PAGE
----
The next step would be to get a lawyer.  Since we knew nothing about the area, Eva gave us a list of recommendations.  We liked that she didn’t just give us one name, you always wonder if they are in partnership somehow.  Maybe that’s a bit cynical of us, but truth be told, if she had only recommended one, we would have thought it.

Then came the haggling.  All done through Eva and the seller’s agent.  Thank goodness.  In our case, the seller’s were already losing money based on the fact that when they bought the property, it had a fully functioning house in great shape.  When we were looking, the house had been completely damaged inside by the owner’s mistake of not winterizing it, having the pipes burst, and also by a storm. OLYMPUS DIGITAL CAMERA

The house was completely uninhabitable.  Another factor determining the amount of our “offer” was how many days the property was on the market.  When we bought it, it was just at the beginning of the economic downturn, it had been on the market for a while, and really, how many people were looking for just land and were willing to buy a uninhabitable house to get it?  At that time, two…. us.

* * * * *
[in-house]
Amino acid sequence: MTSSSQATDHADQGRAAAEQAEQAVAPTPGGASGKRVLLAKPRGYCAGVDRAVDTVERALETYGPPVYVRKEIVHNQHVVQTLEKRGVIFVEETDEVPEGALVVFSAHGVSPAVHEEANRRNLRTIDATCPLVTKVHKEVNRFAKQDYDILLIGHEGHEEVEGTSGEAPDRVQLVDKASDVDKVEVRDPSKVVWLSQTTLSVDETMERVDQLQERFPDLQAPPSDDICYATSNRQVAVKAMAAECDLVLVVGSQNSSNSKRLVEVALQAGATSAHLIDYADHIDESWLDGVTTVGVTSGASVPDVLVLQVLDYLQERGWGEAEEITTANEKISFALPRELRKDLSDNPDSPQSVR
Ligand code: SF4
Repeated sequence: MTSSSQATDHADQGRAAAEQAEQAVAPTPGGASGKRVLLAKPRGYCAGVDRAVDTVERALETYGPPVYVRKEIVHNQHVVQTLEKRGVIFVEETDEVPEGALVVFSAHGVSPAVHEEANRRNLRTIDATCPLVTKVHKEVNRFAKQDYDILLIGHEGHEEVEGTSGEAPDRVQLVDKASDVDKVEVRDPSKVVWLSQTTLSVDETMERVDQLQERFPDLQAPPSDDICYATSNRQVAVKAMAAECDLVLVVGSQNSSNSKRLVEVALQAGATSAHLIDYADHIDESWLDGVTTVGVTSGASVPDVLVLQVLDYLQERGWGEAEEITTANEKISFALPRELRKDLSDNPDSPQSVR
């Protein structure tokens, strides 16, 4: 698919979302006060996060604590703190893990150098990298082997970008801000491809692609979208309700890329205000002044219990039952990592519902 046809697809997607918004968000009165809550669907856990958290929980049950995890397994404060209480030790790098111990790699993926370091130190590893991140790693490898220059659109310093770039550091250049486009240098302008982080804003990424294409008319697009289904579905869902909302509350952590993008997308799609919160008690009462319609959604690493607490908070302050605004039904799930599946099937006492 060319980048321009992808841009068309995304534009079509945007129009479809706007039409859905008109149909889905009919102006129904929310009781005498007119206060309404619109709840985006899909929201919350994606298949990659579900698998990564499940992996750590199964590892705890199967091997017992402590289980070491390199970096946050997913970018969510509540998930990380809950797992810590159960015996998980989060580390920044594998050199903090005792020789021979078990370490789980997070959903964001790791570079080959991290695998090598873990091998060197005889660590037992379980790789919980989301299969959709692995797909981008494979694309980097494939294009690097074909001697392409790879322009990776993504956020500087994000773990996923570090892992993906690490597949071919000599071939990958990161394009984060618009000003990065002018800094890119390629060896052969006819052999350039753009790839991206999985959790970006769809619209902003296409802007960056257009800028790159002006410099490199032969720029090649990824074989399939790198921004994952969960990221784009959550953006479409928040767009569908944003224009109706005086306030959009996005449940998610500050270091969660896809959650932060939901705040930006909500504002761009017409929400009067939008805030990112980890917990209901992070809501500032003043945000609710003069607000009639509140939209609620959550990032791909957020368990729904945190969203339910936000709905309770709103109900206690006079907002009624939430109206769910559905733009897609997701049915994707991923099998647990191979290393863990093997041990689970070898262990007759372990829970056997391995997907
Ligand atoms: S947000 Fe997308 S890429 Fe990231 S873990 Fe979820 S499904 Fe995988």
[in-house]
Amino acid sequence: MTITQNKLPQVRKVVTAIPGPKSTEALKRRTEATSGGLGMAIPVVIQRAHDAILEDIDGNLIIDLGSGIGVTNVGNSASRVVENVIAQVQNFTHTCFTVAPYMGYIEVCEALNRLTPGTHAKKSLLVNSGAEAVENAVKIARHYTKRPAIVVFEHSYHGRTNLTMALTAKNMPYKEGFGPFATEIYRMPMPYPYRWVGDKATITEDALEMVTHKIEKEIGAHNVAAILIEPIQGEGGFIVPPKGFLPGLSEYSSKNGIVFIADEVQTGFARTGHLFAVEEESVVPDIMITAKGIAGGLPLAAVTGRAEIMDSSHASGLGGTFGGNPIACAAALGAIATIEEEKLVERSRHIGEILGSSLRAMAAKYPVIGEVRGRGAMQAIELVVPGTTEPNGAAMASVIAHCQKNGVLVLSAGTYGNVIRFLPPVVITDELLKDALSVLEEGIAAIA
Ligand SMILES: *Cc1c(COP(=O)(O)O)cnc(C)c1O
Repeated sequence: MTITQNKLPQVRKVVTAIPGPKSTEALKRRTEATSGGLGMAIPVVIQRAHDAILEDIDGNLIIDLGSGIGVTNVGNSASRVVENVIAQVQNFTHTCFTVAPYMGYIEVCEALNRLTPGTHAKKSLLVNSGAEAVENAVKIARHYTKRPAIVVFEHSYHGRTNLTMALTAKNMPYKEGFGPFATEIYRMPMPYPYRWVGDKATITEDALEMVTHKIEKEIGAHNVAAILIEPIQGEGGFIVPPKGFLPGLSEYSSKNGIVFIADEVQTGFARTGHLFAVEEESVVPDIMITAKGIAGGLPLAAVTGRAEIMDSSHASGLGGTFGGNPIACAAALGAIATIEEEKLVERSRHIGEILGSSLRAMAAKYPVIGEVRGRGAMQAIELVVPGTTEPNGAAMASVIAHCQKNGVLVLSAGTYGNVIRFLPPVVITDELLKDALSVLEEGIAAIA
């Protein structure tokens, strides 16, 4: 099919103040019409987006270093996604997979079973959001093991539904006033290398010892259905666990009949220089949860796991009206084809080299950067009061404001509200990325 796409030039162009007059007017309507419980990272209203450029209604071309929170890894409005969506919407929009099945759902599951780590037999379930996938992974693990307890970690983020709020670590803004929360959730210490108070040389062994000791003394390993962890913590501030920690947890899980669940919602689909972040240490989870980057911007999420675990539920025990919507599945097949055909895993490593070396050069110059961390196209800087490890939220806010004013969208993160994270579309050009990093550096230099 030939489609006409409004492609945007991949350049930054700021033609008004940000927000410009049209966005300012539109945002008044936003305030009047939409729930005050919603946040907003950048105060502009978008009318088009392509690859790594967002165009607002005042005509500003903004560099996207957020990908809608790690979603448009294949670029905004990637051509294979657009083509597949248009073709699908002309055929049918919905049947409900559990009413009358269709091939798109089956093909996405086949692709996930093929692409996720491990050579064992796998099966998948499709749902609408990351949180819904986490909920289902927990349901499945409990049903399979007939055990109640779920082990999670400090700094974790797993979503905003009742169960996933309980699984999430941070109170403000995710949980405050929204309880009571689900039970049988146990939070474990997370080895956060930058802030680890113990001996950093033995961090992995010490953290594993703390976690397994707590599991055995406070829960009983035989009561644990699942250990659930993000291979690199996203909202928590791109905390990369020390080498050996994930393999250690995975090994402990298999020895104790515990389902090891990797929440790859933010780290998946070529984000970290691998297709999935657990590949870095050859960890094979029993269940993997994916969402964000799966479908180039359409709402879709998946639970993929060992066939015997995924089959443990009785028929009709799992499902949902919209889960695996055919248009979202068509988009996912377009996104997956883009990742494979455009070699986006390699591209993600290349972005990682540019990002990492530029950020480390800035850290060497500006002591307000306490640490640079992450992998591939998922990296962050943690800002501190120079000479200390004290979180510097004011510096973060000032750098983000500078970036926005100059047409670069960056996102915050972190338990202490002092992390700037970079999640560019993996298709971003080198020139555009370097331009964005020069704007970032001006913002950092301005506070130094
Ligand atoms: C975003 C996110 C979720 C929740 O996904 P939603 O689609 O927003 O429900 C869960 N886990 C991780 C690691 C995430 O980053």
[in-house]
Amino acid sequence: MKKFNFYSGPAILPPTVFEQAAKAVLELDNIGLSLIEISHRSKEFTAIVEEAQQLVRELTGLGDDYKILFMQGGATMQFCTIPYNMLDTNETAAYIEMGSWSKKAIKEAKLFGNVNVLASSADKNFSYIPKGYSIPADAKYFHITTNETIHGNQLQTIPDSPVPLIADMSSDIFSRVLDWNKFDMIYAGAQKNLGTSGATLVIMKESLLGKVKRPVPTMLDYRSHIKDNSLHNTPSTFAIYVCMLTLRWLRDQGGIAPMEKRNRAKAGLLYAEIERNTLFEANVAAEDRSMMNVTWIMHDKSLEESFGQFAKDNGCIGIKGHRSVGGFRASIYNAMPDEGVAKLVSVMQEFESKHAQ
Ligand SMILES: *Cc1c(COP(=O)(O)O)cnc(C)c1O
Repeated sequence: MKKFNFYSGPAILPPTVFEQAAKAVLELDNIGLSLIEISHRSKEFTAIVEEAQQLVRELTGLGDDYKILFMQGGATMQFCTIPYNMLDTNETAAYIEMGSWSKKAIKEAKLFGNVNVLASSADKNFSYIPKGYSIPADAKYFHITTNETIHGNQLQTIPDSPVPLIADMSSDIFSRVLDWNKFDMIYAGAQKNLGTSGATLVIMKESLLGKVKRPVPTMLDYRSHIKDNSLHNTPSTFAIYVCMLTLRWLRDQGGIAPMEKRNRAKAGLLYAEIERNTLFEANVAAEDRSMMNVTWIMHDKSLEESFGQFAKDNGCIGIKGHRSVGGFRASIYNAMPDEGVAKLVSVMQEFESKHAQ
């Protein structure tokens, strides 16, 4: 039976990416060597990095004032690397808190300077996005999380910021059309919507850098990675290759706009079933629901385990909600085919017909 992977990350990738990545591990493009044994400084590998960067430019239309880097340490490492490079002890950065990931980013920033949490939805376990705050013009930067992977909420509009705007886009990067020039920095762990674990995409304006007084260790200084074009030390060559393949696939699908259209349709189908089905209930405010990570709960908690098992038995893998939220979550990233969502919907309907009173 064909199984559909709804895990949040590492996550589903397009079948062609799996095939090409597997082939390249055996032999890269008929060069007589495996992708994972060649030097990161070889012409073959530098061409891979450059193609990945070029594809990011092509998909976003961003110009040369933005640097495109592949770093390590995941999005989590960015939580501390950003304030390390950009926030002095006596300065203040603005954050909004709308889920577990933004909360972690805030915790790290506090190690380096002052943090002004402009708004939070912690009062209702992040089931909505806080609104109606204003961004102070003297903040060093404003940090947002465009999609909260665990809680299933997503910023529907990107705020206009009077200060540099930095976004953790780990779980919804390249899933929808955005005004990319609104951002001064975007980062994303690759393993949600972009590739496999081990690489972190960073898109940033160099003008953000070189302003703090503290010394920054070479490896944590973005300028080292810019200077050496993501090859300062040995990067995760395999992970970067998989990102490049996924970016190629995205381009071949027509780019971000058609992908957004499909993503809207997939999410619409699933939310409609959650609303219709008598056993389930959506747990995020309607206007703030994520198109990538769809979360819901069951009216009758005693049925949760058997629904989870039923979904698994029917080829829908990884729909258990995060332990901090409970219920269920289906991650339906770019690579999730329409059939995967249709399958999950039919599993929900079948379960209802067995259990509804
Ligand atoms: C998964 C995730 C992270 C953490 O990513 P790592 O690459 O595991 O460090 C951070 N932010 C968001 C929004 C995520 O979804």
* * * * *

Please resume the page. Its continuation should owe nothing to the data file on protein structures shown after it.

So, we made our offer, subject to the survey and a clean title, and went back and forth a few times.  We typically make offers up to 20% less than the purchase price.  And it has worked in our favor twice.  Both times the realtor was a little shocked, and once the realtor was actually trying to talk us out of it!  But, why not? They can only say no, and we have proved it does work.  If you can have your funding all set already, (such as the offer not being contingent on selling your house) and can close quickly, you are in a much better situation.  That’s how it went for us.  We were not selling our home before buying this land, and we were able to close within the month, and they finally accepted an offer much lower than they were asking for.  And although very hard to do, once you’ve fallen in love with a place, if you can treat it like a business deal, without all the emotion, then you’ll get the best deal.  Of course, I realize that’s easier said than done.  And truthfully, if it’s something you’ve decided you HAVE to have, well, it’ll be worth it even if you do pay a little more.  You’ll be happy, and the seller will be happy, it’s a win-win.